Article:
The track begins with the greatest opening rock lyric of all time: “I’m an alligator,” David Bowie cries out like a Buddhist breaking a long-held vow of silence because the epiphany of how to make this world a more ethereal realm of liberation has finally whacked him on the head, and it involves rock ‘n’ roll. “I’m a mama-papa comin’ for you!” he goes on to decree in an outstretched hand to a million youngsters whose craniums were spinning with a sense of wonder at this androgynous space freak seemingly heralding the future.
Only Bowie would have the daring bravura to begin a song with a line that hits like an unexpected kiss. It’s as rousing as they come, and it is set ‘Moonage Daydream’ apart with a sense of absolute originality. It’s a fittingly bombastic intro into the universe of Ziggy Stardust, but no matter how singular it may seem, it has a fair smattering of William S. Burroughs in the mix.
The same can be said for Frank Zappa’s freakish individualism. He might seem like a one-off on the surface, and indeed he was in a way, but the reason he was so singular was because of how he liberally littered his output with the swirling welter of influence and inspiration that came before him.
Like Michelin Star chefs, Bowie and Zappa didn’t have to keep their recipes secret, thusly they welcomed you into the world of their wild influences knowing full well you couldn’t take the same mix and make it up at home. After all, who has come remotely close to being like either of them since the moment they arrived?
Thus, it is perhaps no surprise that Bowie had a keen eye on Zappa’s workings, particularly when it came to guitar solos. “Freak out… far out…” is the epithet that Bowie uses to tee up the solo, and they are also four words that could be used to define the entirety of Zappa’s back catalogue.
When discussing Mick Ronson’s work on ‘Moonage Daydream’ Bowie declared: “A perfect foil and collaborator, Mick’s raw, passionate Jeff Beck-style guitar was perfect for Ziggy and the Spiders. It had such integrity. You believed every note had been wrenched from his soul.” The soul-wrenching came with a fair bit of head-scratching too as Ronson tried to figure out exactly what Bowie was after from him.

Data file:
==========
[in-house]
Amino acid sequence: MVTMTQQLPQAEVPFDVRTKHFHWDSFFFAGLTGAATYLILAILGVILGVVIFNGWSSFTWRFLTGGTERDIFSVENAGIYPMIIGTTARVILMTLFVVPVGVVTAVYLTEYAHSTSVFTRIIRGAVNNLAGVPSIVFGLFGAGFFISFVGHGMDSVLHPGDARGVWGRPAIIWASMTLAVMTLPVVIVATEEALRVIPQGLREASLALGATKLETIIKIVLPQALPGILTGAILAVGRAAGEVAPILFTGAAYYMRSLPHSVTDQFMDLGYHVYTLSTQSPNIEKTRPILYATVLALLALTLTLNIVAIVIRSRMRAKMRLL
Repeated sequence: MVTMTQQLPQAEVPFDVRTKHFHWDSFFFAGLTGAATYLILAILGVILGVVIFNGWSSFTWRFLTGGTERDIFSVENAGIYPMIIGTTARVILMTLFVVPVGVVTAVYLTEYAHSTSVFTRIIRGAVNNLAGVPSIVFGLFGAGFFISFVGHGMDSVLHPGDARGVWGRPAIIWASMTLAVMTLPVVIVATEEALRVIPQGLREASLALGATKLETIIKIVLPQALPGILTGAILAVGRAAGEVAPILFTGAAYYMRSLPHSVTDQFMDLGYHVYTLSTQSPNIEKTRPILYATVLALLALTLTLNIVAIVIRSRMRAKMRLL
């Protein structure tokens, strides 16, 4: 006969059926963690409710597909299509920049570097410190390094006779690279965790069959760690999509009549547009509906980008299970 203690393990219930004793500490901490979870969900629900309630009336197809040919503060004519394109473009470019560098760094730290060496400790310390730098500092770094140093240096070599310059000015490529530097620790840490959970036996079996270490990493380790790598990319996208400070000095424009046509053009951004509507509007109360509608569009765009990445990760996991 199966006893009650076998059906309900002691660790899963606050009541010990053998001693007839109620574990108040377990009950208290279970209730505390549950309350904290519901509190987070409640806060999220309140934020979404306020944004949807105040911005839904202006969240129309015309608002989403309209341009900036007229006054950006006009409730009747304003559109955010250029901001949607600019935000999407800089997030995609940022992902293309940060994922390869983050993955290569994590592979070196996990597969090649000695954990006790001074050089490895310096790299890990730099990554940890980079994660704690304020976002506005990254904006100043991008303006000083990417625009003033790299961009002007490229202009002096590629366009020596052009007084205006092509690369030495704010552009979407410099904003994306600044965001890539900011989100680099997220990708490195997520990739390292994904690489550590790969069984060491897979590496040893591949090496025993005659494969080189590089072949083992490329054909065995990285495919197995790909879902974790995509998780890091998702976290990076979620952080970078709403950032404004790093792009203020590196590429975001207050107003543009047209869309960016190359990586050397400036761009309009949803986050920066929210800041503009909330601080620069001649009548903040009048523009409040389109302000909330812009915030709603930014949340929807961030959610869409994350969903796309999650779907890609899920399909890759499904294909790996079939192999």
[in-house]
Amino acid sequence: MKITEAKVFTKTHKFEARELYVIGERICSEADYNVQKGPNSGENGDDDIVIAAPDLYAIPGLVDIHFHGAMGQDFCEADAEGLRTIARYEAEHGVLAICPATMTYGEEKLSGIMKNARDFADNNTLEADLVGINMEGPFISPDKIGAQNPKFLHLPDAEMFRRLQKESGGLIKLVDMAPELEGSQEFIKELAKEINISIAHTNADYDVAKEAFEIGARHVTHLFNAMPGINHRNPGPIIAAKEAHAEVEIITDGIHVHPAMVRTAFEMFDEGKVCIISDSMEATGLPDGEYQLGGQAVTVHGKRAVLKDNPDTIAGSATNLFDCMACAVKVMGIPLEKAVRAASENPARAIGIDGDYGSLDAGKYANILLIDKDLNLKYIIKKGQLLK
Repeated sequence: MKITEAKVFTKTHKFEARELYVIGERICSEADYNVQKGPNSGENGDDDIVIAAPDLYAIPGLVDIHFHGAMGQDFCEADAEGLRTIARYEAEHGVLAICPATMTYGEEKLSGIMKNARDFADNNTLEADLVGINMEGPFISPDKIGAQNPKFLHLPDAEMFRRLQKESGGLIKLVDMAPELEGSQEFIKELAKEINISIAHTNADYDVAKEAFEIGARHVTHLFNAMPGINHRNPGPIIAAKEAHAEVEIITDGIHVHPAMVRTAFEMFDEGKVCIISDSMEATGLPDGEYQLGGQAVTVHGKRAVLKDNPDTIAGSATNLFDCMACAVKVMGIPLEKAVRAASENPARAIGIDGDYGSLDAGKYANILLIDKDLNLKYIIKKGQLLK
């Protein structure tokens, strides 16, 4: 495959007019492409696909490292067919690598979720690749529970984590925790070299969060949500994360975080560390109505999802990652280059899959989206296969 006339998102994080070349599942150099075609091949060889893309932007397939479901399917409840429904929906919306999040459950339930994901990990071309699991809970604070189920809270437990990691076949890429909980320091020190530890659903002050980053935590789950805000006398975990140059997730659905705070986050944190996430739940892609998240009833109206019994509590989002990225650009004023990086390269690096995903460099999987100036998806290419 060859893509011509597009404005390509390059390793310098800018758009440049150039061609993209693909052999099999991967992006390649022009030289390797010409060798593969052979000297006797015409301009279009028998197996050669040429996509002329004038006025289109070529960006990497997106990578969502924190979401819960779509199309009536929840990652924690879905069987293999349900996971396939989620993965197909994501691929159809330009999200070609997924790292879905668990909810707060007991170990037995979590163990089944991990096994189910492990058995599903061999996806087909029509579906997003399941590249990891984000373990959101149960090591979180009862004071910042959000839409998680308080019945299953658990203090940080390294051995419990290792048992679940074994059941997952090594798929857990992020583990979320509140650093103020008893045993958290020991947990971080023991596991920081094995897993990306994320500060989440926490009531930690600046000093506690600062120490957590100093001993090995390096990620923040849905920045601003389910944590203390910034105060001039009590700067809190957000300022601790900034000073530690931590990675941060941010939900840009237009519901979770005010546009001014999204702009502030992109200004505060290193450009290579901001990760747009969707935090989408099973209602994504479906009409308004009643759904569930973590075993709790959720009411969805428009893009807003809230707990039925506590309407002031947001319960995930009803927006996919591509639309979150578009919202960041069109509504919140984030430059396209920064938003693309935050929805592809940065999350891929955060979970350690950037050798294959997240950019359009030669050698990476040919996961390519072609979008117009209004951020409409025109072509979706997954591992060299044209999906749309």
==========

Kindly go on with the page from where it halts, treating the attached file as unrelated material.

Thus, Bowie turned to a Zappa technique to help make sure the musical contours of the guitar solos aligned with his musical kaleidoscope. “I would also literally draw out on paper with a crayon or felt tip pen the shape of a solo. The one in ‘Moonage Daydream,’ for instance, started as a flat line that became a fat megaphone type shape, and ended as sprays of disassociated and broken lines.”
Explaining in the liner notes of the 30th anniversary double CD, Bowie continues: “I’d read somewhere that Frank Zappa used a series of drawn symbols to explain to his musicians how he wanted the shape of a composition to sound. Mick could take something like that and actually bloody play it, bring it to life.”
With that shorthand technique, Bowie managed to convey something that Zappa was so adept at with his own musicians—he managed to create a sound that defied the musicological complexity behind it as though the notes were being pulled out of the ether by a sonic magnet.
Ronson’s solo is an electric jolt delivered with the ease of bird song—and it’s just about one of the most magical moments of freewheeling guitar ever composed. Free from any ‘look what I can do’ egotism, it triumphs with a pure blast of exultation that sent a generation far out, indeed.